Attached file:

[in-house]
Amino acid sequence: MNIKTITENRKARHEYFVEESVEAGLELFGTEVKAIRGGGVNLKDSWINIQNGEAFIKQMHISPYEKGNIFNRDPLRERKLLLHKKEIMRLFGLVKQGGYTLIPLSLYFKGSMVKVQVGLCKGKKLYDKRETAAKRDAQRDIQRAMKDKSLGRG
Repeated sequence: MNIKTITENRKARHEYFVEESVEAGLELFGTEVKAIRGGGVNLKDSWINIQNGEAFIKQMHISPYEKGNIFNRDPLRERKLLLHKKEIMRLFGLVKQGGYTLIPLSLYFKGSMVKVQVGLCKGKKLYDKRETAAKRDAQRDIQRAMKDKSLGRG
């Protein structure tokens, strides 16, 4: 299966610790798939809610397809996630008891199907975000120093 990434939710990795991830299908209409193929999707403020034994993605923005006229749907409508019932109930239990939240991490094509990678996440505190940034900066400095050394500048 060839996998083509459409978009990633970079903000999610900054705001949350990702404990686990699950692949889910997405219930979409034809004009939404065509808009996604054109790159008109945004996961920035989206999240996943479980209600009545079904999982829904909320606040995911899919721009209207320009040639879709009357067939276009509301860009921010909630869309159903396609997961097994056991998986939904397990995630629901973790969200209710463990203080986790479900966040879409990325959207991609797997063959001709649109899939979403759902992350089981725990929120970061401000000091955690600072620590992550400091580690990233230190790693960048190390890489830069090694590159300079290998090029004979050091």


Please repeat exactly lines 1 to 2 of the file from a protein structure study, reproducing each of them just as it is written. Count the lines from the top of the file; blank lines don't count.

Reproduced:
[in-house]
Amino acid sequence: MNIKTITENRKARHEYFVEESVEAGLELFGTEVKAIRGGGVNLKDSWINIQNGEAFIKQMHISPYEKGNIFNRDPLRERKLLLHKKEIMRLFGLVKQGGYTLIPLSLYFKGSMVKVQVGLCKGKKLYDKRETAAKRDAQRDIQRAMKDKSLGRG